Susette took my hand and I led her through the dark to a row in the center orchestra section. It was filled with friends whom I had provided with complimentary tickets. My two seats were located between New England Patriots linebacker Kyle Van Noy and my son's girlfriend.
But as we made our way down the row, I realized that an elderly woman had mistakenly taken my seat.
Seeing Susette coming toward him, Van Noy quickly vacated his seat and climbed over the row in front of him, squeezing into an empty seat. Susette took Kyle’s seat. Then I climbed over and sat next to Kyle. Here’s the interesting thing. None of these people knew each other. Susette had no idea that Kyle plays for the Patriots. Kyle had no idea that Susette was the person being portrayed on screen by Catherine Keener. My son and his girlfriend were wondering who the big guy was that just climbed over the seats.
And no one – including me – had any idea who the elderly lady was that had slipped into my seat. But when the bulldozer arrived on screen and started taking down houses, that elderly woman blurted out: “That’s wrong! They can’t do that! That’s someone’s home!”
Throughout the movie, Susette clutched my hand. At times she cried. At times she laughed. At one point, I looked around me and realized that I was surrounded by people whom I’ve met through my writing – Susette Kelo (Little Pink House), Kyle Van Noy (The System), Michele DiBuono (The Untouchables), Armen Keteyian (co-authored the Tiger Woods biography with me), Bob Doran and John Levinson (Without Reservation). I could go on and on. These are some of my best friends. And I would know none of these people if not for being a writer.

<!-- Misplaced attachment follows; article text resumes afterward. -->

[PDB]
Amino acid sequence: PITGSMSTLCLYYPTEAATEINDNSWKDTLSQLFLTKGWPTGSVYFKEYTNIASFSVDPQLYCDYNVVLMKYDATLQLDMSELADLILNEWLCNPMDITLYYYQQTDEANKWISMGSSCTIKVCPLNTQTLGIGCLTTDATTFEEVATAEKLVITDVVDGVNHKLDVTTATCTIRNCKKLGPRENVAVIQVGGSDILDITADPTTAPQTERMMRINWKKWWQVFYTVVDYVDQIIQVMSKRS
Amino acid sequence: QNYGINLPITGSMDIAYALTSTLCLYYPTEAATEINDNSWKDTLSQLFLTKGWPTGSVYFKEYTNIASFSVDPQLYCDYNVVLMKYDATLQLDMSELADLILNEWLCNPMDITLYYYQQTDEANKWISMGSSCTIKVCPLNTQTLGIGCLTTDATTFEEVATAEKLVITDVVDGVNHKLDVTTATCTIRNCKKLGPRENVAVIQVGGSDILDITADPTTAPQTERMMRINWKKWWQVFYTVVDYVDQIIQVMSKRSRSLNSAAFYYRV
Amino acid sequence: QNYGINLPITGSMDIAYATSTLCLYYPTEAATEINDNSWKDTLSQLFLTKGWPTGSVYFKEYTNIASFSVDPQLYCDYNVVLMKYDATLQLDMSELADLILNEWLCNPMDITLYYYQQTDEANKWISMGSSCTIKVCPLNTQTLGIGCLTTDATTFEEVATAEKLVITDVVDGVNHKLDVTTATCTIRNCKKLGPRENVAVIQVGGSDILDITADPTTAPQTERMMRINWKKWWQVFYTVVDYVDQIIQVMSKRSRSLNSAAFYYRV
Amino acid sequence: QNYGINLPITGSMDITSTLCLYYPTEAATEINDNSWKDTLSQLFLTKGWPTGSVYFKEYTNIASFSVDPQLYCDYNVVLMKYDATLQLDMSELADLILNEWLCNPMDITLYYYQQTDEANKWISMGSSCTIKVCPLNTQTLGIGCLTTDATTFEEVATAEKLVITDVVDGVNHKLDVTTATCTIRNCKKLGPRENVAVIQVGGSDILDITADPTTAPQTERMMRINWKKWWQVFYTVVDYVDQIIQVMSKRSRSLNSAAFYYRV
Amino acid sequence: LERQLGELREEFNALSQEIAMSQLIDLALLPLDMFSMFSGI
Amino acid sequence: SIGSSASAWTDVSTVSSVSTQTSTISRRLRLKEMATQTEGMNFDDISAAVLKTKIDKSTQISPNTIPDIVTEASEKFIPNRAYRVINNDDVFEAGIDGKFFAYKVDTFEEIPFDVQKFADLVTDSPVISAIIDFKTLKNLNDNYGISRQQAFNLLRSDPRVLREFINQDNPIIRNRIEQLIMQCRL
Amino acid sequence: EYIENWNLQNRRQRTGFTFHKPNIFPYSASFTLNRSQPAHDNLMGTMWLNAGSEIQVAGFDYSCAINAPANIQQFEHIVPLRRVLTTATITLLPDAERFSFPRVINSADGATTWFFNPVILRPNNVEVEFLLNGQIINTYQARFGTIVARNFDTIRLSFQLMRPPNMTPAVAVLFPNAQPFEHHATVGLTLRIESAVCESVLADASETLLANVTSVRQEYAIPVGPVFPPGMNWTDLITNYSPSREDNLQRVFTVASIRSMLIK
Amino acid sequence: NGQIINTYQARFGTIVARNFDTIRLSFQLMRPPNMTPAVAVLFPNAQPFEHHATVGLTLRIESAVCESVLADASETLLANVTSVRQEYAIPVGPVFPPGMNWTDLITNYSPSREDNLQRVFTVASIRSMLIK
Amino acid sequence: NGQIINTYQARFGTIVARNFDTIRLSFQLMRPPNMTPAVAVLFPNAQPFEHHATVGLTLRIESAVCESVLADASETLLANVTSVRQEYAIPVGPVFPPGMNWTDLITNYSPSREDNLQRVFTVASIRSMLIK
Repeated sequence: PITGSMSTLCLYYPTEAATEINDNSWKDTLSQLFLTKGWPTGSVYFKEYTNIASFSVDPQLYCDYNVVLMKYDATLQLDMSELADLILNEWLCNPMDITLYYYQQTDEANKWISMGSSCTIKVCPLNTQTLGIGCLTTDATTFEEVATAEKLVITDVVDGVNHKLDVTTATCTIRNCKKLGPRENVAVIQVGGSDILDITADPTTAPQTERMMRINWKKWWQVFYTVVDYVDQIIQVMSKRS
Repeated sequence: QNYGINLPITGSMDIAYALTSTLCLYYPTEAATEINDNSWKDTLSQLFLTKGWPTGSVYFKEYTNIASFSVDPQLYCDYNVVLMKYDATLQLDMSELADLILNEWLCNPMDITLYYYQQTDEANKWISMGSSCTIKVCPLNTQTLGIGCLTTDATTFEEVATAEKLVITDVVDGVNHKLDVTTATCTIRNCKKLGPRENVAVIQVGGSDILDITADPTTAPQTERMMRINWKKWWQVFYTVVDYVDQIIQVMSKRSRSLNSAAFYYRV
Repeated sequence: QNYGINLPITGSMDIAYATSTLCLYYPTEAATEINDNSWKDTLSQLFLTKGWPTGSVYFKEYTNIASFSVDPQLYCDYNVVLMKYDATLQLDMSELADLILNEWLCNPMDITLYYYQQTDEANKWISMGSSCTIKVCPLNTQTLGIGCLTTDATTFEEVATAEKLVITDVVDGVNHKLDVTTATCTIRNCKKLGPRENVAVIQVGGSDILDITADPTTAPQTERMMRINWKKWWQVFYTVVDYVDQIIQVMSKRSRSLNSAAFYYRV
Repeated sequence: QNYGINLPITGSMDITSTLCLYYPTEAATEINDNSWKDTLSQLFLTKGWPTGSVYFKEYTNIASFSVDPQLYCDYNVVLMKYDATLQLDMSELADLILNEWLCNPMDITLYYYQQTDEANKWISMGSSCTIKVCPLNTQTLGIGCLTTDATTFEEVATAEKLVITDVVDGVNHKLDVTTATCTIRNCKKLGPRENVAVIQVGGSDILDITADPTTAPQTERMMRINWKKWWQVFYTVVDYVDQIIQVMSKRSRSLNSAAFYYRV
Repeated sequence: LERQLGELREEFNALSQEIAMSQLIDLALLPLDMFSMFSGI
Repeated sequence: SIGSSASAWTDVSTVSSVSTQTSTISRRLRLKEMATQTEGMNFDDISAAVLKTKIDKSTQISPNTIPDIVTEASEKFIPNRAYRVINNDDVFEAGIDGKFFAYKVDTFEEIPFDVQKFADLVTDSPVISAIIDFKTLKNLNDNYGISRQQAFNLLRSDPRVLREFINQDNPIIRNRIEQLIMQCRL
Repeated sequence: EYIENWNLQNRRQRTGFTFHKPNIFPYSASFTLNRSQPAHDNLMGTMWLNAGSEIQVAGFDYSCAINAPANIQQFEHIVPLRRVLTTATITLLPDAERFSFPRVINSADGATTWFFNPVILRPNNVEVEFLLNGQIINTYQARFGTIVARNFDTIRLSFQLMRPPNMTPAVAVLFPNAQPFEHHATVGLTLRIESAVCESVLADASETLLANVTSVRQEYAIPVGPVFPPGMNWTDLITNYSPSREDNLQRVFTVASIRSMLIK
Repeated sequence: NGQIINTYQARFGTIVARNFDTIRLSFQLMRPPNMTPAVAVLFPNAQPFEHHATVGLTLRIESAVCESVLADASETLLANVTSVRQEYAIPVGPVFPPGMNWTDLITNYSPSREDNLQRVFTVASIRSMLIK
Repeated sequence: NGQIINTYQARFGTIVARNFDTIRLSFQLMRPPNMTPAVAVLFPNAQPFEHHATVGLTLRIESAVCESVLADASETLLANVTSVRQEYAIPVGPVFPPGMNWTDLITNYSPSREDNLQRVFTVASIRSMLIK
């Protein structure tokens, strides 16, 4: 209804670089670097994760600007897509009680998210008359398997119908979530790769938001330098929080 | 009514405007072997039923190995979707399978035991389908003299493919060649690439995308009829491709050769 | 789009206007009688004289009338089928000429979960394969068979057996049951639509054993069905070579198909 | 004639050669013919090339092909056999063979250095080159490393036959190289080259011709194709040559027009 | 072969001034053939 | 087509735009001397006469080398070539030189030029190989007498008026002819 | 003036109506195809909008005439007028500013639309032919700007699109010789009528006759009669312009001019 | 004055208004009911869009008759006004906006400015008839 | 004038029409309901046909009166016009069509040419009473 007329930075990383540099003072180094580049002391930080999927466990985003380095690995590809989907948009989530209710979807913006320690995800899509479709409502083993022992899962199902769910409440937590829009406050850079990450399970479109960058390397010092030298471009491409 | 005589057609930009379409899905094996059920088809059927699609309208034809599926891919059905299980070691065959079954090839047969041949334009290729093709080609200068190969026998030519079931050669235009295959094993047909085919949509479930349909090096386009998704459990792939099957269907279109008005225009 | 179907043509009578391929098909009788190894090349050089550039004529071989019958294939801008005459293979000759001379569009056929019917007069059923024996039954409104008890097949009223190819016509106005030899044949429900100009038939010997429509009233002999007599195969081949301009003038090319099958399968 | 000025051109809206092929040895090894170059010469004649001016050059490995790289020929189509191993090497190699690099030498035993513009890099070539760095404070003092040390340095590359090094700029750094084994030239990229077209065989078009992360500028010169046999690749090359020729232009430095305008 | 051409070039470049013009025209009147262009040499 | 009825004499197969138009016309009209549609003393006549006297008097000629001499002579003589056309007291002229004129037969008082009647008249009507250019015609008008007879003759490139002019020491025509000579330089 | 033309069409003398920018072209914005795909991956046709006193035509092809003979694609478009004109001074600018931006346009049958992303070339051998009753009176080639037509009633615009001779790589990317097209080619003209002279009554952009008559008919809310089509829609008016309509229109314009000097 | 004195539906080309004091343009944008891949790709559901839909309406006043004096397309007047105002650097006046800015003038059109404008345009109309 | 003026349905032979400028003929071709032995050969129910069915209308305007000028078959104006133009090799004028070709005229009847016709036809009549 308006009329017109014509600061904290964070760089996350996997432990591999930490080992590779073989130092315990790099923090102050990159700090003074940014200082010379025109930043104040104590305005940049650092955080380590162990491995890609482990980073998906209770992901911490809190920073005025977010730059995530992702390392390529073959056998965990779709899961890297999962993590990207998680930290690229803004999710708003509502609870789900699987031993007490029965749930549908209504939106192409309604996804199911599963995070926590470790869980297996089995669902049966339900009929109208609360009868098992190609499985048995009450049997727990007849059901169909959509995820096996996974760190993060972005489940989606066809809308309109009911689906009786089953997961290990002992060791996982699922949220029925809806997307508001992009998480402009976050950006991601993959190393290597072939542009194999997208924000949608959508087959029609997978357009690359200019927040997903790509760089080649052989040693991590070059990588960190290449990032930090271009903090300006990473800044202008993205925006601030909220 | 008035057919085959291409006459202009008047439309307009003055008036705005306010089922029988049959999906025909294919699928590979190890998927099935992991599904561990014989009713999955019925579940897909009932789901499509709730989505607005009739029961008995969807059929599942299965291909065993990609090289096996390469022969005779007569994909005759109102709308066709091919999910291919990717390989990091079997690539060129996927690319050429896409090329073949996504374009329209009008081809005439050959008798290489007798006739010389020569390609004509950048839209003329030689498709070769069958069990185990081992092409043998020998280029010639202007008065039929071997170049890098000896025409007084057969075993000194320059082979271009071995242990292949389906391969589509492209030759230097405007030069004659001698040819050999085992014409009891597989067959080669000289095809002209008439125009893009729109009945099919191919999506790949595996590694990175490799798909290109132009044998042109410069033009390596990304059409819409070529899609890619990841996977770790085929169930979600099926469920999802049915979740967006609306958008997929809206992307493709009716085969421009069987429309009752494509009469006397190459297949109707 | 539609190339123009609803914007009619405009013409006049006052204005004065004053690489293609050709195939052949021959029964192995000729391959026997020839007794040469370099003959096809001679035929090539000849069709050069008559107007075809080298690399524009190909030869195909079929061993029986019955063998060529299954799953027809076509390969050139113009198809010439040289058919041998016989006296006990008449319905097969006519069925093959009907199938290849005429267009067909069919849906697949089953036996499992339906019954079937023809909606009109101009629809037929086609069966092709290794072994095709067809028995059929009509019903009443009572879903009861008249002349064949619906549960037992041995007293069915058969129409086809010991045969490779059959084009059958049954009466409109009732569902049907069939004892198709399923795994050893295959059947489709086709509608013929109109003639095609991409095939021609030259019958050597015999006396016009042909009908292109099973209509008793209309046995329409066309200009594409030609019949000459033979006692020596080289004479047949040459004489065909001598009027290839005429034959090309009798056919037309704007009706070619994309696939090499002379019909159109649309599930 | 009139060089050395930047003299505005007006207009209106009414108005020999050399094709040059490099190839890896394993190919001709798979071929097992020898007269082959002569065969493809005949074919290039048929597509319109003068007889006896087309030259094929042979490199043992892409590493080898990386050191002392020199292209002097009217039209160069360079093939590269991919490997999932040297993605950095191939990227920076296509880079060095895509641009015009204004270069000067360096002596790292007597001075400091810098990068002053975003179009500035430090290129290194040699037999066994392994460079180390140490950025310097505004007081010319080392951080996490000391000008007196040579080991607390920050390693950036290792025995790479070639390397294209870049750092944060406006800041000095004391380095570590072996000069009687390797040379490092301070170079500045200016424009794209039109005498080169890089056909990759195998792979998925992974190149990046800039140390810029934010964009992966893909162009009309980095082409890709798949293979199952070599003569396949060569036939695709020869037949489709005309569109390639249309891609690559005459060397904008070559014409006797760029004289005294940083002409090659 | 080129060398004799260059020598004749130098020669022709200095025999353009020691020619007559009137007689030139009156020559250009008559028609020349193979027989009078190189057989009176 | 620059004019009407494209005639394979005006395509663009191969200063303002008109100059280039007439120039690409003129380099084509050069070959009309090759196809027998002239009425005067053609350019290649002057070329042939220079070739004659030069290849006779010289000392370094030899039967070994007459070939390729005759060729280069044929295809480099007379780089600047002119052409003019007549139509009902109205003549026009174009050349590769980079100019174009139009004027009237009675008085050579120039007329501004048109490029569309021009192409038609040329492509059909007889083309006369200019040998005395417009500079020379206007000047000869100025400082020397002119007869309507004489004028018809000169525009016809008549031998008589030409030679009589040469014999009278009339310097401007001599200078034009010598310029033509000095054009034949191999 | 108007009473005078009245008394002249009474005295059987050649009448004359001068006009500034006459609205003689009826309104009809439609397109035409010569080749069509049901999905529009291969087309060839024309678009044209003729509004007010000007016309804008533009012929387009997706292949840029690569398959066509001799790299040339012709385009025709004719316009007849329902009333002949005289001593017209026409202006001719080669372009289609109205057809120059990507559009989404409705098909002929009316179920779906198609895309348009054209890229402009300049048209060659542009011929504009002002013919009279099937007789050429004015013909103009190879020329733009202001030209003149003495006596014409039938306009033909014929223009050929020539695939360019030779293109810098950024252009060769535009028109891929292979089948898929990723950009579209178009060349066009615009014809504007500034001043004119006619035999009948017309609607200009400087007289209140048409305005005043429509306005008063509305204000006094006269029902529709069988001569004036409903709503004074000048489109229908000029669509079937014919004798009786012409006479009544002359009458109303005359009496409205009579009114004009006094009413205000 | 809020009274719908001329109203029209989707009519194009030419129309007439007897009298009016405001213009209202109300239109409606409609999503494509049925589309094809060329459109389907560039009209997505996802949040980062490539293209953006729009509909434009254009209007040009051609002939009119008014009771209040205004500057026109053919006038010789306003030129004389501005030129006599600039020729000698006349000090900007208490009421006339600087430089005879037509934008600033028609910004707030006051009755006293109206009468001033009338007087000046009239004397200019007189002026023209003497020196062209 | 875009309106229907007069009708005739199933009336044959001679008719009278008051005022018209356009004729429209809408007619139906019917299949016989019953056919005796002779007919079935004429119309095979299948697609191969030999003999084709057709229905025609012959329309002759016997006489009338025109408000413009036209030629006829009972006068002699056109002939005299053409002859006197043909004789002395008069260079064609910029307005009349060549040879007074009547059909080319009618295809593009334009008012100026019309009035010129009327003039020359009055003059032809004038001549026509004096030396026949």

So here’s what went through my mind when the movie ended and the theater erupted in applause – an overwhelming sense of gratitude. I had tears in my eyes. Then Susette started weeping and she buried her face in my shoulder. Through tears, she whispered “Thank you, Jeff.” At that point I lost it too. And so did so many people around me.
As we exited the row, Susette was mobbed by people. I felt like a 4-year-old coming down the stairs on Christmas morning. Amidst the bedlam, John Olsen, the former chairman of the Democratic Party in the State of Connecticut approached me. Sixteen years ago when I ran for U.S. Congress in Connecticut, John and the party backed my opponent, Joe Courtney, who eventually got the nomination and is still serving in Congress today. After losing to Courtney, I wished him the very best and returned to writing.
With a huge smile on his face, Olsen said to me: “Think about it. If I hadn’t worked so hard against you back in 2000, none of this would have happened to you.”
We both laughed so hard that my sides were hurting. Then we gave each other a big hug.
Olsen’s right. My life would have been so very different had I gone to Congress back in 2002. Sometimes, life turns out better when you don’t get what you want.
To check listings for Little Pink House, visit www.littlepinkhousemovie.com
Tiger Woods is #3 on the New York Times bestseller list. To see where Jeff will be speaking and signing copies of his latest book, visit www.jeffbenedict.com